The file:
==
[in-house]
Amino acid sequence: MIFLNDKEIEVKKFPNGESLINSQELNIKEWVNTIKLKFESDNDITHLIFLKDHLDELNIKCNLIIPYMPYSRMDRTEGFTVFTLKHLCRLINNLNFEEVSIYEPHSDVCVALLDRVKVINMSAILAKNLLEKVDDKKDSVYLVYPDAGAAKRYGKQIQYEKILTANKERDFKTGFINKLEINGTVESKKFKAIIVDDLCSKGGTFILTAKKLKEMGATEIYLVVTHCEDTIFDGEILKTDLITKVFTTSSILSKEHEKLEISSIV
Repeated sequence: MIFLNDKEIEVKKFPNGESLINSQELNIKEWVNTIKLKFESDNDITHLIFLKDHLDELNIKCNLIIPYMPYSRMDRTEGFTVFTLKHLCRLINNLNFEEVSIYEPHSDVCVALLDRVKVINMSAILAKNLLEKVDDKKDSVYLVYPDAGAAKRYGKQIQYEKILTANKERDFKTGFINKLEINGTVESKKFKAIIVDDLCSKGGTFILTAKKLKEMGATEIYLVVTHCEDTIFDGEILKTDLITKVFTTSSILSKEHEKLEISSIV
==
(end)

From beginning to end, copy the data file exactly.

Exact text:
[in-house]
Amino acid sequence: MIFLNDKEIEVKKFPNGESLINSQELNIKEWVNTIKLKFESDNDITHLIFLKDHLDELNIKCNLIIPYMPYSRMDRTEGFTVFTLKHLCRLINNLNFEEVSIYEPHSDVCVALLDRVKVINMSAILAKNLLEKVDDKKDSVYLVYPDAGAAKRYGKQIQYEKILTANKERDFKTGFINKLEINGTVESKKFKAIIVDDLCSKGGTFILTAKKLKEMGATEIYLVVTHCEDTIFDGEILKTDLITKVFTTSSILSKEHEKLEISSIV
Repeated sequence: MIFLNDKEIEVKKFPNGESLINSQELNIKEWVNTIKLKFESDNDITHLIFLKDHLDELNIKCNLIIPYMPYSRMDRTEGFTVFTLKHLCRLINNLNFEEVSIYEPHSDVCVALLDRVKVINMSAILAKNLLEKVDDKKDSVYLVYPDAGAAKRYGKQIQYEKILTANKERDFKTGFINKLEINGTVESKKFKAIIVDDLCSKGGTFILTAKKLKEMGATEIYLVVTHCEDTIFDGEILKTDLITKVFTTSSILSKEHEKLEISSIV